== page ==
Buddy Giovinazzo's adaptation of his story collection is nowhere near as much fun as its title.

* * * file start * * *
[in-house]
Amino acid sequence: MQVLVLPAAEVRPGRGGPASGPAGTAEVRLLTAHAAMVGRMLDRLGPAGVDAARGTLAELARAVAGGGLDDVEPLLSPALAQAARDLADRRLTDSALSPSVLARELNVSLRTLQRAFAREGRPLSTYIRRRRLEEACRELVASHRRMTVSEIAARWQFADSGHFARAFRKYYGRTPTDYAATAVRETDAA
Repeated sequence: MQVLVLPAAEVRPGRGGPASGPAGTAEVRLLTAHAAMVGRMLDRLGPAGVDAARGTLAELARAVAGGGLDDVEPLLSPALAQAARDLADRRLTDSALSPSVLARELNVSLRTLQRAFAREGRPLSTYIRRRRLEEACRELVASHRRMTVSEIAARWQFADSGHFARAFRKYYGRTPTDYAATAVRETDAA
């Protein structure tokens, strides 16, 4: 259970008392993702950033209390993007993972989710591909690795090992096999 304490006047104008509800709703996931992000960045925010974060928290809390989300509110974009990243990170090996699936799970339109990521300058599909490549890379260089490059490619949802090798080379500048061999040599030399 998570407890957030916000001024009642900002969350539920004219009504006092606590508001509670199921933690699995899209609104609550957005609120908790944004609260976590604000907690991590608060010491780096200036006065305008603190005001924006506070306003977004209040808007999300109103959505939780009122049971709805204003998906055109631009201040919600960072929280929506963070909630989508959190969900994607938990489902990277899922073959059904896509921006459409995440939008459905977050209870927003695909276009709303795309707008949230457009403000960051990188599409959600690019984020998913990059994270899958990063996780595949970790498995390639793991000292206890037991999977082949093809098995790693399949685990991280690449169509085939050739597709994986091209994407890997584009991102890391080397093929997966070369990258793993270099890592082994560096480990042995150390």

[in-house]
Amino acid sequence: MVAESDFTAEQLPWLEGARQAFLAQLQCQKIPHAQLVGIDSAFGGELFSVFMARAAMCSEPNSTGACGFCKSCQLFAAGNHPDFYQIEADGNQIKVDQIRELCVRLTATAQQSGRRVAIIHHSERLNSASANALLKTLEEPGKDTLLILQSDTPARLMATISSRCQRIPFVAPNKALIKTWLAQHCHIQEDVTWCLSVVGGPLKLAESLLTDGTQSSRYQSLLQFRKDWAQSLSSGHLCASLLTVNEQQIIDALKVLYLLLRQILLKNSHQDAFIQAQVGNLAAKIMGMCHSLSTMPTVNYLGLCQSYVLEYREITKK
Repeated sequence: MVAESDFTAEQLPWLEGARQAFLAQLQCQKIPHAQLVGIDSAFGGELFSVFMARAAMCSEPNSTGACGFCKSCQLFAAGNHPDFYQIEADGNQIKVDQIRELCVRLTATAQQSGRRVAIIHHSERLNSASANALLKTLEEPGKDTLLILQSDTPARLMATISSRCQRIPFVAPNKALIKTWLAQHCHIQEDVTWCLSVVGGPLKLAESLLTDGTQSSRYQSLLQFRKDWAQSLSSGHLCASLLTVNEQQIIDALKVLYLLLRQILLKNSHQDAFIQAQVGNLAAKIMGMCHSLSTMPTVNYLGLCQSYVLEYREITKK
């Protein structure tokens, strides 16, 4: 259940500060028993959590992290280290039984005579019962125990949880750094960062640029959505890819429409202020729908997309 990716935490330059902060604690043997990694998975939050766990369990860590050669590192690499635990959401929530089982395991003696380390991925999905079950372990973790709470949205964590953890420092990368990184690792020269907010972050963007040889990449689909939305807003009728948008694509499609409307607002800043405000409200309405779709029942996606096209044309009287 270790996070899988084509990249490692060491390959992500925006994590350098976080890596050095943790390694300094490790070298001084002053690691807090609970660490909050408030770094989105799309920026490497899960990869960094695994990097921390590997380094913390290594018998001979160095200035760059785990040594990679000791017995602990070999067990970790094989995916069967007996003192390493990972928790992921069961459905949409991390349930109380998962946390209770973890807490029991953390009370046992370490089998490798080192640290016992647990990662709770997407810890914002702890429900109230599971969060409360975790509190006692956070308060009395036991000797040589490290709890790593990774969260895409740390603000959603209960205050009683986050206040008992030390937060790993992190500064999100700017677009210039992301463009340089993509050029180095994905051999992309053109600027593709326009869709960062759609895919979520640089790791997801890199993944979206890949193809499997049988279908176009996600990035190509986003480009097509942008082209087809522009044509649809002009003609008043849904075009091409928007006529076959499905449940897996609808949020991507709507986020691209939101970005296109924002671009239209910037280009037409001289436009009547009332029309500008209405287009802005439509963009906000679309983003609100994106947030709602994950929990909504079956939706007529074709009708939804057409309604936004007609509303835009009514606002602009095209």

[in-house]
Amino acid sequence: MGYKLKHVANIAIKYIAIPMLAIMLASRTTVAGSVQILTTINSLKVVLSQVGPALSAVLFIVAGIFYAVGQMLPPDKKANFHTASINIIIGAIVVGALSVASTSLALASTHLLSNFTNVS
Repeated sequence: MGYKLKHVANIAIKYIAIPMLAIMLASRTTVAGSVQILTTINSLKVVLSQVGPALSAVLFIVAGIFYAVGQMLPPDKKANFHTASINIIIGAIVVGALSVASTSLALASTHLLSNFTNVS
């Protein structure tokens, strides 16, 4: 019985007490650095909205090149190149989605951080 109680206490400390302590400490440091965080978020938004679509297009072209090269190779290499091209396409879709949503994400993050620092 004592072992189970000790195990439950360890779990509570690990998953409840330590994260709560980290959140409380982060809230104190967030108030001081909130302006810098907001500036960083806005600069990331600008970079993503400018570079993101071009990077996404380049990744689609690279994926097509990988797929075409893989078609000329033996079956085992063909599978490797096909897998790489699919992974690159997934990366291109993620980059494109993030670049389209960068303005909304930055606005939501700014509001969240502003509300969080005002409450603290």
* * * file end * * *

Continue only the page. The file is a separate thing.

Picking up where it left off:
A needy, greedy and predictably seedy community of users, abusers, gangbangers, deadbeats, pimps and prostitutes is brought to life — such as it is — in “Life Is Hot in Cracktown.” An aggressively sordid plunge into drug-ruled territory, writer-director Buddy Giovinazzo’s adaptation of his 1993 short-story collection is nowhere near as much fun as its title, playing out like an unusually obtuse episode of “The Wire.” A few high-grade performances won’t be enough to get positive word on the street for the limited release, which opens June 26 in Los Angeles.The expletives fly faster than the bullets in this studiously grungy ensembler, which presents a series of casually overlapping vignettes set in the mean streets and squalid housing projects of Anyslum, USA (Giovinazzo’s book was set in New York). All the characters here are essentially trapped by their circumstances, though with varying degrees of denial and resignation. Some are desperate to escape, such as hard-working Latino security guard/liquor store clerk Manny (Victor Rasuk), who’s trying to build a better life for his wife, Concetta (Shannyn Sossamon), and toddler son. Or prepubescent tyke Willy (Ridge Canipe) and his younger sister Suzie (Ariel Winter), stuck in a cockroach-infested welfare hotel while their drug-addict mom (Illeana Douglas) and her short-fuse b.f. (Edoardo Ballerini) vanish for days at a time. Elsewhere, pre-op transsexual hooker Marybeth (Kerry Washington) is looked after with puppy-dog devotion by small-time burglar Benny (Desmond Harrington), but their relationship is complicated by Marybeth’s crack habit (sensing a pattern?). Marybeth and Benny eventually run afoul of nasty teen thug Romeo (Evan Ross) and his cronies, who exist mainly to administer a jolt of sadistic violence — gang-raping a girl in a back alley, terrorizing an elderly man in his apartment, etc. — whenever the other storylines threaten to get too listless. While the relentless supply-and-demand of the city’s drug trade is the driving force behind almost every scene, Giovinazzo (1996’s “No Way Home”) mercifully refrains from weaving the individual threads into some sort of grandiose narrative architecture. Inevitably, the pic builds to a cross-cutting crescendo of violence, but the stories remain generally self-enclosed, not that it renders their stock scenarios any less banal. Manny and Concetta’s arguments, aggravated by their brat’s nonstop screaming, don’t add up to more than standard-issue domestic turmoil (the appealing Rasuk is more sympathetic in his solo scenes). Street urchins Willy and Suzie, sporting too-carefully applied grime makeup, are made to elicit the viewer’s pity in much the same way their mom pimps them out to beg strangers for cash. Only Marybeth and Benny’s romance sustains interest, distinguished by its more upscale setting and the strange intensity of the lovers’ bond, borne out by committed performances from Washington and Harrington. Persuasively shot in downtown L.A., the overcrowded pic crudely elides much of the action, leaving certain plot turns and motivations unclear, even confusing. In these moments, “Life Is Hot in Cracktown” confuses bluntness with authenticity and vagueness with realism; it doesn’t have the true grit or panoramic vision of “The Wire” or the Italian mob drama “Gomorrah” to pull off narrative sloppiness. Other thesps, including Brandon Routh and an all but unrecognizable Lara Flynn Boyle, appear too briefly to leave much of an impression. Still, Giovinazzo is not without a sense of humor: An early shot of Manny being orally serviced by his wife is immediately followed by a shot of Benny getting similar treatment from Marybeth. In the annals of editing, it’s a cut that could go down, so to speak, as a bad-taste classic.